Two Leiobunum C.L. Koch, 1839 (Sclerosomatidae) species are newly introduced. Specimens of both species were observed and collected from multiple localities in the Pacific Northwest (Washington and British Columbia). (1) Leiobunum rotundum (Latreille, 1798) native to western Europe had most observations centered around Vancouver, B.C., extending south along the Interstate 5 corridor to Seattle, Washington, northwest with observations along the coast of Strait of Georgia, and northeast near Kamloops, B.C. (2) Leiobunum blackwalli Meade, 1861 native to western Europe, had observations from southern B.C. (including Vancouver, Richmond, Burnaby, and Abbotsford), northern Seattle, and a single observation from Hope, B.C. All observations are associated with suburban areas. In some locations, both species occur syntopically. They can be distinguished from each other by the color of the ocularium, which is mostly black in L. rotundum and pale with a thin black center line in L. blackwalli.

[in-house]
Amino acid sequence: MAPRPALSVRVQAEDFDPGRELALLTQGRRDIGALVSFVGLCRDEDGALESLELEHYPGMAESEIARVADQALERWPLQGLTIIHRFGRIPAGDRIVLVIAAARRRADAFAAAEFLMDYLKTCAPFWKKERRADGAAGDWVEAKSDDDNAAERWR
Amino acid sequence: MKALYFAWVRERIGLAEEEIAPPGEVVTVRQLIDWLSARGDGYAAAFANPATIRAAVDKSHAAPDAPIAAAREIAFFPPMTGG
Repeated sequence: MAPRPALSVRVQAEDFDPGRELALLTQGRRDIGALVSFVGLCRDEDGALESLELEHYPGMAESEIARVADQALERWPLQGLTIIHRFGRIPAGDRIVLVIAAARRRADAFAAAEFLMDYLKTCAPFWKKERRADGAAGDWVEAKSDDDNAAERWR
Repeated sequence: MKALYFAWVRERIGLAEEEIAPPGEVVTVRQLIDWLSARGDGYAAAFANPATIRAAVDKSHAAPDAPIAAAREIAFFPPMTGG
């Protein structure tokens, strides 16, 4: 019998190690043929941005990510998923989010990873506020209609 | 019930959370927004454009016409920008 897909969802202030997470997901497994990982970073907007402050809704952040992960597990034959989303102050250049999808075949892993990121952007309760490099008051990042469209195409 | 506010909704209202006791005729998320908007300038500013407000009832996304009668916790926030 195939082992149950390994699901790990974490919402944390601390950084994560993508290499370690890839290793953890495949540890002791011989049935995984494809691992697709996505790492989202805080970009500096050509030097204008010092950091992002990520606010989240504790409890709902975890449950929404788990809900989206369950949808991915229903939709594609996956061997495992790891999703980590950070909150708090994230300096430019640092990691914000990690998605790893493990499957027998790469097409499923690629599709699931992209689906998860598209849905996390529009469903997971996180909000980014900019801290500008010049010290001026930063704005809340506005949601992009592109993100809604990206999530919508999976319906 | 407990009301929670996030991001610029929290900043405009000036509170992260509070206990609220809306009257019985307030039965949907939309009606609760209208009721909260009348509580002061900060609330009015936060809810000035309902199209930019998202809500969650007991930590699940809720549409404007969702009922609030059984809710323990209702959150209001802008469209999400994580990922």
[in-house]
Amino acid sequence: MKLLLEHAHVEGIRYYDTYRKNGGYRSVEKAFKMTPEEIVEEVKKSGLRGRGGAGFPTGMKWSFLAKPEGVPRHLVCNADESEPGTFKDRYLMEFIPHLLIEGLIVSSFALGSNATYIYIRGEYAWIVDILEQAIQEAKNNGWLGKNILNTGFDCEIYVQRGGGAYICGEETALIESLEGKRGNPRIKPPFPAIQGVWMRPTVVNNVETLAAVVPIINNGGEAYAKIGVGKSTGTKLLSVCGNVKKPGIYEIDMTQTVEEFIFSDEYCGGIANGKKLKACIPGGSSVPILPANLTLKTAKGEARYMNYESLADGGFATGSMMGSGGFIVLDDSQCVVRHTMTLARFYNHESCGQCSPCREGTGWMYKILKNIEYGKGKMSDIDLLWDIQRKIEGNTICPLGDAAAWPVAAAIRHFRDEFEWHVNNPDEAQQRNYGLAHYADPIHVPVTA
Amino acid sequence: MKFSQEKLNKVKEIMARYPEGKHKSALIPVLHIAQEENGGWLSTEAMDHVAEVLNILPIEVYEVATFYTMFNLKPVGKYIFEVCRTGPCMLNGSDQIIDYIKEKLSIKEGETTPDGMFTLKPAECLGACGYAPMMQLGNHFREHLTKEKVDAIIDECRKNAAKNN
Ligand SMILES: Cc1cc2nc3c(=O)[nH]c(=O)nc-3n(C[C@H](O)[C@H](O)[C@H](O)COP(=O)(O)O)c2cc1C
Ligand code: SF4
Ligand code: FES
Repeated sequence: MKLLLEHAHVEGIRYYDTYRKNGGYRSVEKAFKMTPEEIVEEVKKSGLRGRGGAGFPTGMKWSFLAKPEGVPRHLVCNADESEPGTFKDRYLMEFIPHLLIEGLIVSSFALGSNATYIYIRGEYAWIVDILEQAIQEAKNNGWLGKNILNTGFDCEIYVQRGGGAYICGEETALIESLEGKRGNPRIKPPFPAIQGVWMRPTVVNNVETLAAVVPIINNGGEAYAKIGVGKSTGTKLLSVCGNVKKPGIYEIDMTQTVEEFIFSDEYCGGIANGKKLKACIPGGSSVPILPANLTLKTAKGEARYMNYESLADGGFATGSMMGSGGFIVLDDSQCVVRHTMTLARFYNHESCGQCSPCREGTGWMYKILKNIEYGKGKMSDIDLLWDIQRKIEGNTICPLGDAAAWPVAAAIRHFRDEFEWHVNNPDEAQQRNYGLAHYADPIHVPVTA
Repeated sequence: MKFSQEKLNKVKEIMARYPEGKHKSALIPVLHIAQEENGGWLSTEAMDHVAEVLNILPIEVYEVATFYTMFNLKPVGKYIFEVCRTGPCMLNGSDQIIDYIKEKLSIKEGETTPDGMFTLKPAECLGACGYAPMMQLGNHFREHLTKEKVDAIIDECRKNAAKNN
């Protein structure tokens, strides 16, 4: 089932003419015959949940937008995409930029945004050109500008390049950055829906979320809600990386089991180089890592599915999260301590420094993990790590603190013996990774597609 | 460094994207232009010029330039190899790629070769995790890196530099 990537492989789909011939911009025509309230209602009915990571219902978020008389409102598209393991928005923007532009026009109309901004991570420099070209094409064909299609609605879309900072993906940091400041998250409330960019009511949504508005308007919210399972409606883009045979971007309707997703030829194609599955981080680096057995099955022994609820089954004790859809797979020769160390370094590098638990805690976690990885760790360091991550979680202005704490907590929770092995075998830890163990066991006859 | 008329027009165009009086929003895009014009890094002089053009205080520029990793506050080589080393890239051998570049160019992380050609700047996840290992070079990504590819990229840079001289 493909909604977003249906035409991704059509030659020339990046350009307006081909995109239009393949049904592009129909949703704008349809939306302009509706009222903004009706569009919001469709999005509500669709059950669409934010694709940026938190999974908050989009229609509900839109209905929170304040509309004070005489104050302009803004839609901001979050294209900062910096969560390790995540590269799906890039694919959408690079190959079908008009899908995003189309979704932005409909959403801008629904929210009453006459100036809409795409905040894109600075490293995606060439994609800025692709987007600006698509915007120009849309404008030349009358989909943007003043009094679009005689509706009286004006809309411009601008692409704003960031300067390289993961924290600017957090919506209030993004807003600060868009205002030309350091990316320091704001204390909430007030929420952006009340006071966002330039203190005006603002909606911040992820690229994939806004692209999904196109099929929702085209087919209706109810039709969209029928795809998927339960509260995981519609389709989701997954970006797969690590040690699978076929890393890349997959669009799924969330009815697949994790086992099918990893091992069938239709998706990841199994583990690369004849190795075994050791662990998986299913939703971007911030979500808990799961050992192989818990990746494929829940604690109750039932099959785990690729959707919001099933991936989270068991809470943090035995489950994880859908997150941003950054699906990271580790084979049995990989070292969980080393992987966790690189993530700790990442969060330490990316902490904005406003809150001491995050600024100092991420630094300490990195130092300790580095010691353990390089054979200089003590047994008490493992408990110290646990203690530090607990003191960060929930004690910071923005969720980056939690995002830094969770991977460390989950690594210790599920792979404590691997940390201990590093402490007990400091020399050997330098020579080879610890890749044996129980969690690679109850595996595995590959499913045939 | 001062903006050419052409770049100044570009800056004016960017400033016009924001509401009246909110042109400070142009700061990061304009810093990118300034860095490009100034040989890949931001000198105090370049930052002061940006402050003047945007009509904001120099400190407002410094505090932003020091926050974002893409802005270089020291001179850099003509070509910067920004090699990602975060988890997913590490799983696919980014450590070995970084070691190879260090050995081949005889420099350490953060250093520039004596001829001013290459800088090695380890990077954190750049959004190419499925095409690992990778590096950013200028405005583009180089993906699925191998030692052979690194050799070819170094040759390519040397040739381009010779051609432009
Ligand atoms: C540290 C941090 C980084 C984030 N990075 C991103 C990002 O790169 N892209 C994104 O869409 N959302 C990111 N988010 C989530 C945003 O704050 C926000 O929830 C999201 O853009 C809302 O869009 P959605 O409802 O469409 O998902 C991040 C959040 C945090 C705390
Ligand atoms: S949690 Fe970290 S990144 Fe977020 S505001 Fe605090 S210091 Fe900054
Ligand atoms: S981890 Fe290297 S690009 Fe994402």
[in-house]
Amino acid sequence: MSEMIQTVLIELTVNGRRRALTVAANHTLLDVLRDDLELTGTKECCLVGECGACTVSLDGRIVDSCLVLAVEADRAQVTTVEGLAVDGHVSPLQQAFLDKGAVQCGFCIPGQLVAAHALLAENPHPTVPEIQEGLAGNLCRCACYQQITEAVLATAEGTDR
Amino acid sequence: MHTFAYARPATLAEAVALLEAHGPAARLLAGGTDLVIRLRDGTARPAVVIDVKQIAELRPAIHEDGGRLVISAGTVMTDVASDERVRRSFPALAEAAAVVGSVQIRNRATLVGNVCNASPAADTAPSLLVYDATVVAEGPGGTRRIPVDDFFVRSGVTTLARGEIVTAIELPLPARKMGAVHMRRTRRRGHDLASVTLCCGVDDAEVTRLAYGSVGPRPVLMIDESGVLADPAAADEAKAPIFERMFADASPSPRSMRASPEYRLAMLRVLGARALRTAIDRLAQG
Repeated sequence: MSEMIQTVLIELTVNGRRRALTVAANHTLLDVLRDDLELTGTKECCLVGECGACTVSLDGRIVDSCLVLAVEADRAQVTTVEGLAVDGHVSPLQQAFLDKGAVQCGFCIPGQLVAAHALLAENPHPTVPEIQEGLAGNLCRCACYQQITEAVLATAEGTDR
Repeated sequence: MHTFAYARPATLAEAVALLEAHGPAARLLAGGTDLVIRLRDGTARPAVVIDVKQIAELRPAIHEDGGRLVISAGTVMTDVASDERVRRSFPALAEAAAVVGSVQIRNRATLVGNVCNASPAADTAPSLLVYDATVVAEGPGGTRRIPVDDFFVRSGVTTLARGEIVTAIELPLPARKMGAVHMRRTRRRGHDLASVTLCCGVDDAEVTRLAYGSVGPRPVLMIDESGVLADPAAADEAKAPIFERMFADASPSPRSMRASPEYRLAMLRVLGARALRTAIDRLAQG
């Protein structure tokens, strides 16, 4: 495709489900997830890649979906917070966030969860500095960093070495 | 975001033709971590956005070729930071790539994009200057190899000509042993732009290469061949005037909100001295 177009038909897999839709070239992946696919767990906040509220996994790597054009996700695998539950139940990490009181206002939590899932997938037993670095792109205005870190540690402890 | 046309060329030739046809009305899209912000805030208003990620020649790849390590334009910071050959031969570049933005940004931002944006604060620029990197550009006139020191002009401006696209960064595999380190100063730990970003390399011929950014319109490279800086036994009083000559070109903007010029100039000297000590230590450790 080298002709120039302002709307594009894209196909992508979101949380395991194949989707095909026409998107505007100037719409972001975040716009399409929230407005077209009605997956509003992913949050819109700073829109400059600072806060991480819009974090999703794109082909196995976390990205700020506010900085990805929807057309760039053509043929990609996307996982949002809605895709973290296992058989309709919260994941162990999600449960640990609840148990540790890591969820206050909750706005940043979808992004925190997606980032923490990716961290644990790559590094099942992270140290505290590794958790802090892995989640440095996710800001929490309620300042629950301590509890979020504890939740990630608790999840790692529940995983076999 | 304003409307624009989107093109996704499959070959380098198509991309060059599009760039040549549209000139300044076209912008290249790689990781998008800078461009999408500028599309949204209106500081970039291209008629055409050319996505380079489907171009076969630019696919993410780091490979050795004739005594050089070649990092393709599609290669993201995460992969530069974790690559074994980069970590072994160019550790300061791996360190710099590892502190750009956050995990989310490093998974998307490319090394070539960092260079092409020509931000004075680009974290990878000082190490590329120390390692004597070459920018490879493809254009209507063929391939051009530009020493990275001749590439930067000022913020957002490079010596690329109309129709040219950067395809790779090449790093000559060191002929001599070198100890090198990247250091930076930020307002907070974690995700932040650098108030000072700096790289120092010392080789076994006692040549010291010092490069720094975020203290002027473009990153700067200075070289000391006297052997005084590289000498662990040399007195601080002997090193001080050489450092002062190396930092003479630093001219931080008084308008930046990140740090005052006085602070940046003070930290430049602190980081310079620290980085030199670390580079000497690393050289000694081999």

Four species of Phalangiidae are newly recorded. (1) Dicranopalpus ramosus (Simon, 1909), commonly called the “Fork-palped Harvester,” is native to the western Mediterranean, but has spread northward since the late 1960s (Wijnhoven & Prieto 2015, and references therein). Dicranopalpus ramosus was recorded from multiple observations in Cannon Beach, Oregon, associated with buildings. This species can be easily recognized by its deeply forked palps and unique resting posture (e.g., iNat: 95004471), although in Europe it can be difficult to tell apart from D. caudatus Dresco, 1948. (2) Oligolophus hanseni (Kraepelin, 1896) native to northern Europe and western Russia, is newly recorded from Queen Elizabeth Park in Vancouver, B.C. from a single well photographed observation, and from several observations across New Brunswick, Nova Scotia, Prince Edward Island, and Saint-Pierre (although a collectivity of France, we include it here). (3) Opilio canestrinii (Thorell, 1876), native to Italy but considered introduced in many European countries, is newly recorded from a small region near Delta, B.C. with multiple observations from forested parts of Ladner Harbour Park and suburban neighborhoods of the Tsawwassen peninsula, and a single potential observation from southern Ontario. Most observations are associated with housing or other human development. (4) Opilio saxatilis C.L. Koch, 1839 native to parts of Europe, is newly recorded from southeastern Canada, with observations from suburban areas of Toronto, Sudbury (Ontario), and localities across Nova Scotia. Regarding the previously recorded introduced species Lophopilio palpinalis, native to northern Europe, we have not identified any iNaturalist observations from US or Canada. Even in its native range there are relatively few observations, as they live in forest litter.